Silicon Valley Advisory: Make Talent Retention Personal


It took me by complete surprise. Here I was thinking we were on the same page, that we were doing some good things together and, despite some challenges, we made a pretty good team. So, when one of my brightest early talent employees walked into my office to tell me he was leaving, I asked all of the usual questions, to which he replied: “No it’s not you, it’s me.”

He was a high performer poised for growth, so when he came to me and told me he was taking on a new role at a different company, I was stunned. I quickly ran through all of the reactive questions that come to mind in this kind of situation.

We talked about his pay, but that wasn’t it. More money wouldn’t encourage him to stay. Was it his manager? Nope. Great guy. How about the culture of the company? Not even that.

At the end of the day, he wanted to take a big leap into the next phase of his career, and in his mind, we simply weren’t moving fast enough to promote him.

As you can imagine, I had to take some time to reflect, so I did what any sales leader would do—I looked into the data to find a potential pattern for a much larger problem than just one individual’s departure. When I reviewed my company’s retention stats, I was impressed to learn that the average tenure for our approximately 4,000 Bay Area employees is 7.99 years today, and it was pretty close to that three years ago when the company’s average tenure was 7.27 years.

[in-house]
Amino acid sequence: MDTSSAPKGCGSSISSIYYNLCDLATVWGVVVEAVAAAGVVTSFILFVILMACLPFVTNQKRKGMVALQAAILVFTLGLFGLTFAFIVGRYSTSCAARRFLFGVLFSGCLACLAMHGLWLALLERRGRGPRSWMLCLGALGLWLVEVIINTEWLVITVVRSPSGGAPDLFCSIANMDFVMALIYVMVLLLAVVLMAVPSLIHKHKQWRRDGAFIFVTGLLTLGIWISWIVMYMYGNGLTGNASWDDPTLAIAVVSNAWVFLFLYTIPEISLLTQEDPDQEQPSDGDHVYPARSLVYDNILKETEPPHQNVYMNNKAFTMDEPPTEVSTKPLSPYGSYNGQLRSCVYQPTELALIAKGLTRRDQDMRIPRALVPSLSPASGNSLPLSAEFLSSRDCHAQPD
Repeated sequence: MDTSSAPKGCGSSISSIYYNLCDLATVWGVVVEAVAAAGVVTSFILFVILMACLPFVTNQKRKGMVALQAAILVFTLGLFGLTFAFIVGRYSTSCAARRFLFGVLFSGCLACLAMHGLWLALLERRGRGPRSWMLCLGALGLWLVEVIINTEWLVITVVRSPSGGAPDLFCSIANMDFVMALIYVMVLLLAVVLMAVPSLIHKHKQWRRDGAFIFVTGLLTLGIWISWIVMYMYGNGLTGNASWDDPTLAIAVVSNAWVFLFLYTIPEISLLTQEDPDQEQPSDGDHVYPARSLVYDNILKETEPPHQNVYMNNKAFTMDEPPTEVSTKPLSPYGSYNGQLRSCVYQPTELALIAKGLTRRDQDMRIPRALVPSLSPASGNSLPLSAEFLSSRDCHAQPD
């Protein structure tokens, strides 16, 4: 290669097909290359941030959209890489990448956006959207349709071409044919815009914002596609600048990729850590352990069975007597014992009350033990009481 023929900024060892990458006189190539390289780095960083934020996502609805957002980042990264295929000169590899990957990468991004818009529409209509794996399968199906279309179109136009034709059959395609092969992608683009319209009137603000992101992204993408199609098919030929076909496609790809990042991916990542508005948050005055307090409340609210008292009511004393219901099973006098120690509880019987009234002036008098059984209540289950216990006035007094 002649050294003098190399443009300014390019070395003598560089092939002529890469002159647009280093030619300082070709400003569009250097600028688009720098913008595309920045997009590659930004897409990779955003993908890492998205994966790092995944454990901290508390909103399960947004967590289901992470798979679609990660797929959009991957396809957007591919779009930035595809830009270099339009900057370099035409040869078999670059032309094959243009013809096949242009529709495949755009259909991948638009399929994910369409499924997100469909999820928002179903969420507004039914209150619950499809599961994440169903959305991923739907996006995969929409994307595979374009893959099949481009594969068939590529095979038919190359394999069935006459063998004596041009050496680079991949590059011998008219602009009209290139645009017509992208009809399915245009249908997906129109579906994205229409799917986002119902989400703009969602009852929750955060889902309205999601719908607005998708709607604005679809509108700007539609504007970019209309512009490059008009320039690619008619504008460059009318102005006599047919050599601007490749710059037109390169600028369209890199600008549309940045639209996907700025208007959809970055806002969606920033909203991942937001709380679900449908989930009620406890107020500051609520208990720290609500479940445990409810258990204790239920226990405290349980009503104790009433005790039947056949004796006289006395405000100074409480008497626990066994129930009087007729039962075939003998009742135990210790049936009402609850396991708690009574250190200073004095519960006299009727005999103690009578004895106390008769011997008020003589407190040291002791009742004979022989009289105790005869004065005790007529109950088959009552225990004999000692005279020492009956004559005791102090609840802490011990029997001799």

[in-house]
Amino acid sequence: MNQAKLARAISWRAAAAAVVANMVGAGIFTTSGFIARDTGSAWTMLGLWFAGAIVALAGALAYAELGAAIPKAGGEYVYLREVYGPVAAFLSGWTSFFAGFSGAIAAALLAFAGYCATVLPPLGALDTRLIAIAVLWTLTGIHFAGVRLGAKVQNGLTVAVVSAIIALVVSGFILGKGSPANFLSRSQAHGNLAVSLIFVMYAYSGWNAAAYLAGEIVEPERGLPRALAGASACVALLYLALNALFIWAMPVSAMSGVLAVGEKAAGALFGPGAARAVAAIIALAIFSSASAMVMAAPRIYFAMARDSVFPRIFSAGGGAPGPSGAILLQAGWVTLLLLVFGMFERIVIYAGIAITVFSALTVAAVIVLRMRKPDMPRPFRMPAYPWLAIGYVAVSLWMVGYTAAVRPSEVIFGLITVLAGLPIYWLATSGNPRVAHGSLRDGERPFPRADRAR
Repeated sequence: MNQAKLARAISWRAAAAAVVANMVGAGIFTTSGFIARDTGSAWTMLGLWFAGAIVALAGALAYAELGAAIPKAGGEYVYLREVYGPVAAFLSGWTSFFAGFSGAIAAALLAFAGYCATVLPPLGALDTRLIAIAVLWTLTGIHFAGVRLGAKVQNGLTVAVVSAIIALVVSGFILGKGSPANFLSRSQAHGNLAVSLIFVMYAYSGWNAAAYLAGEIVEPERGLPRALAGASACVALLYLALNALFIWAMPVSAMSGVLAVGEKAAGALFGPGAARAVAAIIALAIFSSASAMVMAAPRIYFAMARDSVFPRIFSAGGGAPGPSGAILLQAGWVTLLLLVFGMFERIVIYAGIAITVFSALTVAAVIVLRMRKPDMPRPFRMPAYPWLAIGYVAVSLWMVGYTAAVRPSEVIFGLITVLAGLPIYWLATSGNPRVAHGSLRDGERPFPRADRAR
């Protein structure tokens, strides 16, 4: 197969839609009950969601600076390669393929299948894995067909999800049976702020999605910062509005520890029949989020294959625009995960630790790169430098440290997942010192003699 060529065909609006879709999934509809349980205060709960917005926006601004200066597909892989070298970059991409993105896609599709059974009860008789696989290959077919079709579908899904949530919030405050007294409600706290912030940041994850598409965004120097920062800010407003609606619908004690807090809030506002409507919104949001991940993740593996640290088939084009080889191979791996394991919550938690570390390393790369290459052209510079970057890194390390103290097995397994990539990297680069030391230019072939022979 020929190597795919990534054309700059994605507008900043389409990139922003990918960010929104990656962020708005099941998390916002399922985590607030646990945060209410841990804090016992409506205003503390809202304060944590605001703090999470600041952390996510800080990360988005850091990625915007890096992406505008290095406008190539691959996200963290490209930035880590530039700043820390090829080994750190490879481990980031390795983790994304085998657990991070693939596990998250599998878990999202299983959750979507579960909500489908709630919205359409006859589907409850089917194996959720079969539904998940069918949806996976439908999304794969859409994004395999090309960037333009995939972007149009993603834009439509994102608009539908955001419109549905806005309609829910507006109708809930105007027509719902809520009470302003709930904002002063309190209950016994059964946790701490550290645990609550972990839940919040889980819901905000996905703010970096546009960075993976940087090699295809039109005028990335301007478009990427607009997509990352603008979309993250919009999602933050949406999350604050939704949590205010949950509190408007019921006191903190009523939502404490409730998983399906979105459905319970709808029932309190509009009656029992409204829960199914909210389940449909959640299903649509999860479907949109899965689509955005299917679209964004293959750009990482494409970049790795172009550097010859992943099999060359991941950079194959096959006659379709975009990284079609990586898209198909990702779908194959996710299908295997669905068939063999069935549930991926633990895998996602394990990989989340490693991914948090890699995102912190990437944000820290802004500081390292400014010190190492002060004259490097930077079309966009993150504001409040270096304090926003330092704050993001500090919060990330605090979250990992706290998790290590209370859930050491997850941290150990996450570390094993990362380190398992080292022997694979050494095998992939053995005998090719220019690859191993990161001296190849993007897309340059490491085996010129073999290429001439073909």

That’s not bad considering many of our neighbors in the Valley have about 2 years as their average tenure. Granted, we’ve been employing people locally since the late 80s (and even further back to the 70s when we were established in Germany), so many of our people have had the opportunity for long-tenured careers when compared to the Facebooks, Googles, and our other younger tech companies in the neighborhood.

It’s also a good thing to see movement within, and outside of, an organization’s talent pool because it brings fresh ideas and perspectives into the business. My company’s high tenure stats tell me there’s a great deal of commitment and passion by employees for our business—we’ve got a culture and a purpose that resonates with our people.

This year’s 2018 SAP Integrated Report cited an 85% employee engagement index. I can tell you all of the important programs and benefits that are provided to our employees as an explanation for why this is so impressive. Or, I can tell you what I see and experience every day, which is that employees are proud and motivated to work for a company that values and encourages diversity, provides an environment for continuous learning, uses technology to help employees work and live at their best, and cultivates leaders who can confidently carry our mission and culture of inclusion forward.

It’s this last point—the importance of leaders ‘walking the talk’ that I believe is actually the secret sauce for retaining talent. Sure, a high employee engagement index means most of our employees are happy and motivated to work here, and we have our strong company culture to thank for much of that.

But what can we do as leaders to ensure we’re not letting anyone slip through the cracks? Believe it or not, it’s the softer stuff that keeps people engaged and loyal. And it isn’t only a company’s job to keep people, it’s actually ours.

Culture Matters

Don’t get me wrong, it’s clear that company culture matters. But we shouldn’t underestimate the value and impact of a team culture. Here’s where you come in: Being intentional about what you and your team should stand for and defining the culture you want is only part of it. The key to making it happen is to walk the talk yourself.